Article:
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I Watched This Game: Demko and the Canucks shutout the Stars

Thatcher Demko made 27 saves for the shutout, while Pius Suter and Elias Pettersson got the goals for the Canucks.
The Vancouver Canucks took on one of the best teams in the Western Conference in the Dallas Stars and shut them out.

The tank is dead; long live the tank!

For the last several seasons, the Vancouver Canucks have been a tank (derogatory). Or, at least, some fans have wanted them to tank and plummet to the bottom of the standings for a better chance at a high draft pick.

But now, the Canucks are a tank (non-derogatory). They’re like a heavily armoured vehicle with a cannon, smashing through the other teams like they were enemy lines. They look unstoppable right now.

Sure, the Canucks are good enough to drop ten goals on the hapless San Jose Sharks but it turns out that scoring ten goals on the Sharks is not that hard to do. It was far more impressive for the Canucks to face the hapful Dallas Stars, who sit at the top of the Central Division, and to full-on out play them.

Sidenote: I was definitely surprised to find out that “hapful” is a real word. I was just trying to make a joke that the Stars are the opposite of “hapless.” Who knew?

It’s tough to erase the cynicism that has come from missing the playoffs in seven of the last eight seasons. Believing in the Canucks is a risky proposition because recent history has taught fans that the rug will be pulled out from under them at a moment’s notice. Giving your heart to the team comes with a chance that your heart will be broken.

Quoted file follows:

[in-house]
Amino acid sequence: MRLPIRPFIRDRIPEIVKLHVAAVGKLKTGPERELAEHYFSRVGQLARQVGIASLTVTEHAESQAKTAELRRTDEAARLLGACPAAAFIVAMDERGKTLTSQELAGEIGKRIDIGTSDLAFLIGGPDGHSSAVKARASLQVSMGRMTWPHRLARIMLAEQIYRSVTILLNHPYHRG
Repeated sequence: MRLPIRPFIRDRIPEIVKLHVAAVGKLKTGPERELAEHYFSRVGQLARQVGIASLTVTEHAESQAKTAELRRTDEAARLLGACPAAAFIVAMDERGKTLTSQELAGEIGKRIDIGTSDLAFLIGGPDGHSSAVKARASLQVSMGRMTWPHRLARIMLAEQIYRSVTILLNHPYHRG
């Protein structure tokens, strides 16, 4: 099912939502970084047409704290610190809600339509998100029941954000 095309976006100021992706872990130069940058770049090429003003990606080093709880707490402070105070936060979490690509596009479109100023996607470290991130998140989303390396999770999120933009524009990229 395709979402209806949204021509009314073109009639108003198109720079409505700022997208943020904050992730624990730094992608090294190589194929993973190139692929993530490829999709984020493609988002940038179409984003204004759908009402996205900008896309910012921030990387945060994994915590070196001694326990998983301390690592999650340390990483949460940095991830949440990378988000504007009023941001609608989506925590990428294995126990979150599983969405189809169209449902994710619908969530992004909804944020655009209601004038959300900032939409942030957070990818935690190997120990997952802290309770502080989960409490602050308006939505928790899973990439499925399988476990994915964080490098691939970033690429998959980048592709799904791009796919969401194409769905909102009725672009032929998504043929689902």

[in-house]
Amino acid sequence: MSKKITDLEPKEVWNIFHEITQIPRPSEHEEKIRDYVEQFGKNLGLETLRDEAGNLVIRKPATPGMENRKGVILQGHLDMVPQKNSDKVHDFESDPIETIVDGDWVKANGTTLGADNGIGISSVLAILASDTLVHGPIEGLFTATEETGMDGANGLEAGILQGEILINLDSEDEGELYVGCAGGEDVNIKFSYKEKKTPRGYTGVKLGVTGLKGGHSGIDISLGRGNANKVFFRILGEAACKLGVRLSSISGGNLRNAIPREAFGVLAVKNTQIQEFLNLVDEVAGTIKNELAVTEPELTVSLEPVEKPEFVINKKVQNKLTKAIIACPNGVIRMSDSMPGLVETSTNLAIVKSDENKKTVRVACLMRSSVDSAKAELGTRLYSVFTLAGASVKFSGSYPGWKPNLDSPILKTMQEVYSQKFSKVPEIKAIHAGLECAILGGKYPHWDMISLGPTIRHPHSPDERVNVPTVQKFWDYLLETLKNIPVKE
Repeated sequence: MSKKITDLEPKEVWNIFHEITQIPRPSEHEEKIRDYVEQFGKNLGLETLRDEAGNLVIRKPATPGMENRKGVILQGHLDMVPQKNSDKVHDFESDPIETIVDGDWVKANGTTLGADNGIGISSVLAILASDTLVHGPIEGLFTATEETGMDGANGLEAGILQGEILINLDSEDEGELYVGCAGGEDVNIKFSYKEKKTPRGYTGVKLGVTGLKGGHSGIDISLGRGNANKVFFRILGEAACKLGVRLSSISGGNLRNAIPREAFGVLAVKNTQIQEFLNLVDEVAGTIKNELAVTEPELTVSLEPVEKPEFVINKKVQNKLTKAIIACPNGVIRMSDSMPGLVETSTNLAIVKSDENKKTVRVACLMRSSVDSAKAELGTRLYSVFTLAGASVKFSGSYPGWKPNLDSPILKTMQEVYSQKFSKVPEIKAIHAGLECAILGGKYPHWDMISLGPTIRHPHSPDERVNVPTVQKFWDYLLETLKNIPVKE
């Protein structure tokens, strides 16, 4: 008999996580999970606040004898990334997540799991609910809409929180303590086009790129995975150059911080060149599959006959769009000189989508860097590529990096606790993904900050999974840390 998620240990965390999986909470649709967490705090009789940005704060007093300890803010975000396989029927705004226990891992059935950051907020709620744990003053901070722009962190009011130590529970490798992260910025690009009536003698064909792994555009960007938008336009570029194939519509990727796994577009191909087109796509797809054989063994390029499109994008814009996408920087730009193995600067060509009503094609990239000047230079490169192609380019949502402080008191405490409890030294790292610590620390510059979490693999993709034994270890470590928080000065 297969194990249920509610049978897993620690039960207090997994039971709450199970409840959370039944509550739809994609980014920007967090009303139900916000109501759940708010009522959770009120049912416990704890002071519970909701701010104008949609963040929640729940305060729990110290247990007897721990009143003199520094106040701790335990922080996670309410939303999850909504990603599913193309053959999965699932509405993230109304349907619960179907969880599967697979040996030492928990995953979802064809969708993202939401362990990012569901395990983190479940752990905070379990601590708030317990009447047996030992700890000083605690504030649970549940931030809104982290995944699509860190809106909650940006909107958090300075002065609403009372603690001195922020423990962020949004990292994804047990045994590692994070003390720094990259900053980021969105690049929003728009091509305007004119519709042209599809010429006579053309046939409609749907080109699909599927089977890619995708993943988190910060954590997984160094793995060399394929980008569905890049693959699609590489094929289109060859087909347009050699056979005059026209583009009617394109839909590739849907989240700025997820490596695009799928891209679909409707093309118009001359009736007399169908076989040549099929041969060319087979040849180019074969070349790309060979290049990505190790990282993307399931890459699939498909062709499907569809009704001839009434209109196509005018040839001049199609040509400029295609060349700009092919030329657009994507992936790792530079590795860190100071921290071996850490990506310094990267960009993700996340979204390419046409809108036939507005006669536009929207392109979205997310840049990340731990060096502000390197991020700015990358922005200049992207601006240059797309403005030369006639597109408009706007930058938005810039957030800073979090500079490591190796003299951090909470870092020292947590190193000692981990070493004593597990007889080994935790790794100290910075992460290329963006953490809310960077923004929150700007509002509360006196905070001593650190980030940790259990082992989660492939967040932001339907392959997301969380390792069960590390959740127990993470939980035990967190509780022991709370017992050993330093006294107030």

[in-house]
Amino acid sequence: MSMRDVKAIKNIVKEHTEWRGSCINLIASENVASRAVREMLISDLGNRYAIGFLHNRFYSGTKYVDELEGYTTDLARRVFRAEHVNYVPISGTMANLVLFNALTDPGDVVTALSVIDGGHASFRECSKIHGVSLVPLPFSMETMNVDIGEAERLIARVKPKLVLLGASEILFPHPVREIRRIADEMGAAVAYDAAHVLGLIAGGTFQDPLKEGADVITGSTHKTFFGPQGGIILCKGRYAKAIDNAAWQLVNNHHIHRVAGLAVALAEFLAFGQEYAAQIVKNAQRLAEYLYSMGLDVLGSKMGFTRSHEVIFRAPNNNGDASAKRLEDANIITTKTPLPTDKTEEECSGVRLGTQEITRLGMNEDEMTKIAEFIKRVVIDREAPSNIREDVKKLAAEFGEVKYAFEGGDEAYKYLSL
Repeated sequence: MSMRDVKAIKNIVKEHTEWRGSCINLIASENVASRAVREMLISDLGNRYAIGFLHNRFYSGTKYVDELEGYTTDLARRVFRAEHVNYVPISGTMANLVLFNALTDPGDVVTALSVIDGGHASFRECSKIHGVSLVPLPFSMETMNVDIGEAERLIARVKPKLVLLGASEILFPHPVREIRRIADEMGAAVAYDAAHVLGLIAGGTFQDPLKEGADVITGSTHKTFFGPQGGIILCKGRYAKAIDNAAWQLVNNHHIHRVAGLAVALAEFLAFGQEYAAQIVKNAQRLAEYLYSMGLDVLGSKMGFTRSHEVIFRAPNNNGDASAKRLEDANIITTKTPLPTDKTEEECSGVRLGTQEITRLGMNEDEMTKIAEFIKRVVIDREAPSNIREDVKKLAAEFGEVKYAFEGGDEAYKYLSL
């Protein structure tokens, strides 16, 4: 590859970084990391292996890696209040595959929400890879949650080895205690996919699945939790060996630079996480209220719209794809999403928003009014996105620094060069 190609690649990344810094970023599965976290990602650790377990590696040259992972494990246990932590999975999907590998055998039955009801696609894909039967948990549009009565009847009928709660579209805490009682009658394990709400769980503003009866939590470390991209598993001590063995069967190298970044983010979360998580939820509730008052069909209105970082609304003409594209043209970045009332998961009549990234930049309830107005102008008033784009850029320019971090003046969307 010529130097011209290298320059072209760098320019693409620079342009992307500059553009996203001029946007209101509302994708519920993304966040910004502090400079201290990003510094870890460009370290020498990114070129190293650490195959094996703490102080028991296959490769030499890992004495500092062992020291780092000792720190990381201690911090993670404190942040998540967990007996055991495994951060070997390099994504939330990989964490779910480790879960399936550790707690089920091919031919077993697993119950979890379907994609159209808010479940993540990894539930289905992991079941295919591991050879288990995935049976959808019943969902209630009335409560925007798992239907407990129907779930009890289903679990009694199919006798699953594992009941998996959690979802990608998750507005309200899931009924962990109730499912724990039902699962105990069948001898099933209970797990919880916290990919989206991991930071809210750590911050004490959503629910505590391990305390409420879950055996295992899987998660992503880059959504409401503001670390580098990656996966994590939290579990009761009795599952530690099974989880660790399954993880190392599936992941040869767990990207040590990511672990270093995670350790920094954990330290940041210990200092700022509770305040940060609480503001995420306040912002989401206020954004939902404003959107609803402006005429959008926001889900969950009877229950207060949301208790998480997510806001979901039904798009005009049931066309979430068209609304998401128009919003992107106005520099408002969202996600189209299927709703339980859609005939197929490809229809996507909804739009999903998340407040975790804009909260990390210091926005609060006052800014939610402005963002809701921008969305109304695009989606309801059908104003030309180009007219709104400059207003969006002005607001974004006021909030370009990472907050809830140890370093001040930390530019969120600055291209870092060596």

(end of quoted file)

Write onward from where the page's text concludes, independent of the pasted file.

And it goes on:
But that’s what being a fan of a team is all about. Of course, they’ll break your heart. But you risk that heartbreak because with that risk comes exhilaration when the team succeeds, even in small ways. It’s a thrill that you can’t experience without putting something on the line, even if that thing is your belief.

In other words, it’s time to embrace the tank.

The good kind of tank. The smashing-through-the-opposition kind of tank. The we’re-third-in-the-NHL kind of tank. The seemingly-unstoppable, can’t-crack-our-armour kind of tank.

I embraced the tank when I watched this game.

  • This game would have turned out very, very differently if not for Thatcher Demko making a brilliant, save-of-the-year candidate stop on Wyatt Johnston five-and-a-half minutes into the first period. The Canucks were chasing the play, spinning out of control in the defensive zone, and it looked like it was going to be a sure goal until Demko made a miraculous save.
  • During a wild scramble around the crease, Carson Soucy knocked down Johnston, which seemed to cause him to disappear from notice like a Milford man: he was neither seen nor heard by the Canucks. Demko tracked the puck to Tyler Seguin, then had to stop short as Seguin passed to a suddenly upright Johnston in the slot. The net looked wide open, but Demko lunged back in Luongonian fashion to snag the puck with his glove. 
  • “Oh man, that was crazy,” said J.T. Miller about the save. “I was part of the reason why the guy had a free look there, I was kind of in no man’s land. For him to make that save — I thought it was in the net. That was an all-world save.”